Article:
Octopus Deploy 3.6: Project Trigger enhancements

Shane Gill
Octopus Deploy 3.6: Project Trigger enhancements

Octopus Deploy 3.6 is here! It seems like only yesterday 3.5 was released. For long-time Octopus fans, two minor version bumps so close together may come as a surprise; we're trying a new approach to versioning.

Versioning strategy

Our aim at Octopus is to deploy bug fixes and features as soon as they are ready. We believe that the code we write is most valuable when it is in your hands, where features make your life easier and bugs are short-lived.

Traditionally we have released bug fixes and small features as patch versions (for example 3.2.1, 3.2.2, 3.2.3) and released large features as minor versions (for example 3.1, 3.2, 3.3), often bundling a bunch of features into the same minor version release. Starting today, we are experimenting with releasing a minor version as soon as a feature is ready (rather than bundling) or when upgrading from the previous version might cause friction.

In today's release, 3.6, we increment the minor version because upgrading from 3.5.x might cause friction. We want to ensure that you can apply patch releases with your eyes closed: it will be smooth, painless and everything will continue to work as it did before. You will be able to move between patches, so if you encounter a patch you don't like you can roll back to your previous version.

A minor version increment signifies that you may need to pay a bit more attention to the upgrade and you will only be able to roll forward. In today's release there is a schema change that affects Project Triggers, which includes an upgrade script that will convert version 3.5 Project Triggers into version 3.6 Project Triggers. The only way back is to restore a database backup!

Project Trigger changes

Event filters

In Octopus Deploy 3.4, a Project Trigger could be configured to automatically deploy based on two events:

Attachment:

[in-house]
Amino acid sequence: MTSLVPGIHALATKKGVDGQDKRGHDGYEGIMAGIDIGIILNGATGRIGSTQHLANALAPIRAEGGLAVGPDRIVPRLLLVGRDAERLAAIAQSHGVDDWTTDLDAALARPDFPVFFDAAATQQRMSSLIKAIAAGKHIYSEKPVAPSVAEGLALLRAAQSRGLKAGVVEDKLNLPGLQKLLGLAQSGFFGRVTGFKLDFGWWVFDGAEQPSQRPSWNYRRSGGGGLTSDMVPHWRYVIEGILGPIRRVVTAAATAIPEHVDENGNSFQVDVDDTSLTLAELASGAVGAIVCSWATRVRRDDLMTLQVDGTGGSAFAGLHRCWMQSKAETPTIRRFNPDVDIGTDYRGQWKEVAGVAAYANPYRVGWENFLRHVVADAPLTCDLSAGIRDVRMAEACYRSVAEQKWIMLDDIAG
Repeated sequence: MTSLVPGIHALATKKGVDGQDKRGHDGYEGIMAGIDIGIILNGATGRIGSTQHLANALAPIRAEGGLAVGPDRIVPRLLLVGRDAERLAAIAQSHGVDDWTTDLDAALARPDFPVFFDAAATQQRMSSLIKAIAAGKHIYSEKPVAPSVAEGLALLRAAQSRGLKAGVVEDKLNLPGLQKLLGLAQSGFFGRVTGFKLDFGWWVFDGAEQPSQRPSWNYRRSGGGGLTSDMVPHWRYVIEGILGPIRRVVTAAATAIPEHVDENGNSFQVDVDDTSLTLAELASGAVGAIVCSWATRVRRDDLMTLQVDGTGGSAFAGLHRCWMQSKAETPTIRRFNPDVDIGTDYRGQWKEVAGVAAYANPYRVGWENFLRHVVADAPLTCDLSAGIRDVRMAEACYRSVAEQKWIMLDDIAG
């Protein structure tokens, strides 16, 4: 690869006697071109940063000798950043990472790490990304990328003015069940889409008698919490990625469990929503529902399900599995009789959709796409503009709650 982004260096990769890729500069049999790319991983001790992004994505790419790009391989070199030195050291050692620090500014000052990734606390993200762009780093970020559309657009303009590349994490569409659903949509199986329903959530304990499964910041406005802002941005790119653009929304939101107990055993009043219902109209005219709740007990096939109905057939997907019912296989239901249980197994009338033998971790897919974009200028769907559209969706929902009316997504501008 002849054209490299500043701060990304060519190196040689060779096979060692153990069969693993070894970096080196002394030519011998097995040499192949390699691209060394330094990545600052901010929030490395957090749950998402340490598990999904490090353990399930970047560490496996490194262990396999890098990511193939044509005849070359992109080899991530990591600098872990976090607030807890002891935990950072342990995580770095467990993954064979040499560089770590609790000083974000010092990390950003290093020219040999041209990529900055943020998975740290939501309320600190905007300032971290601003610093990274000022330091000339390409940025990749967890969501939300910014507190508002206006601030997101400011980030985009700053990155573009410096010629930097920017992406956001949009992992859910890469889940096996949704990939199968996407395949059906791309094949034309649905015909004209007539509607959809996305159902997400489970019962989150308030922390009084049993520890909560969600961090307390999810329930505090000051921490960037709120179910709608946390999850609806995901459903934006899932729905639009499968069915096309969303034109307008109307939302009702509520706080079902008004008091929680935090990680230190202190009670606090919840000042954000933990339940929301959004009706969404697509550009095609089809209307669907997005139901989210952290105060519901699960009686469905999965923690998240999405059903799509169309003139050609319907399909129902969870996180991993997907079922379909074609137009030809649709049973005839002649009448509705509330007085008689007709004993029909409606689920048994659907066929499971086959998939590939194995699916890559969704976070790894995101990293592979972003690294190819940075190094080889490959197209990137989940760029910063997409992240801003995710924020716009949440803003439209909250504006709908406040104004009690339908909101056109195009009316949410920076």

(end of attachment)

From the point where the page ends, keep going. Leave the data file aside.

• A new deployment target becomes available
  • An existing deployment target changes state

3.4 event filter

We have listened to feedback that it is not entirely clear what these two events mean. In Octopus Deploy 3.6, you can select any machine-related event to cause an automatic deployment (aka. Project Trigger) to fire. We have also provided a convenient event-grouping mechanism (as introduced in Subscriptions) to select a pre-defined group of events:

3.6 event filter

The events that can be selected in the Project Trigger filter map exactly to the events shown on the Configuration > Audit screen to make it easier to design and troubleshoot Project Triggers. The ability to select any machine event also opens the door to configuring some interesting Project Triggers. For example: attempting to heal a machine if it becomes unhealthy.

Machine selection logic

"Auto-deploy is hard!"

The automatic deployment feature began life as a magical checkbox that kept machines up-to-date with the latest releases. We soon realized that getting the correct releases to the correct machines was hard. In an attempt to determine if "a new deployment target became available" or if "an existing deployment target changed state" we performed some complex calculations which, for the same sequence of events, would sometimes yield an automatic deployment and sometimes not. In 3.6 we have done away with the complexities. Instead, when an event occurs that matches the filter that has been chosen for a Project Trigger, that Project Trigger will fire.

The event filter on any existing Project Triggers will be updated with 3.6. "A new deployment target becomes available" will be converted to execute on the "Machine created" event and "An existing deployment target changes state" will be executed on the "Machine becomes available for deployment" group of events.

What's next?

We hope you enjoy 3.6 and find that Project Triggers have more depth and predictability. We anticipate expanding on Project Triggers by opening up event selection to include more events and by providing more actions that can be executed as a result of a trigger firing. For example, you may be able to configure a Project Trigger to "automatically deploy Project B after every successful deployment of Project A" or "create and deploy a release to the Test environment when a package is pushed".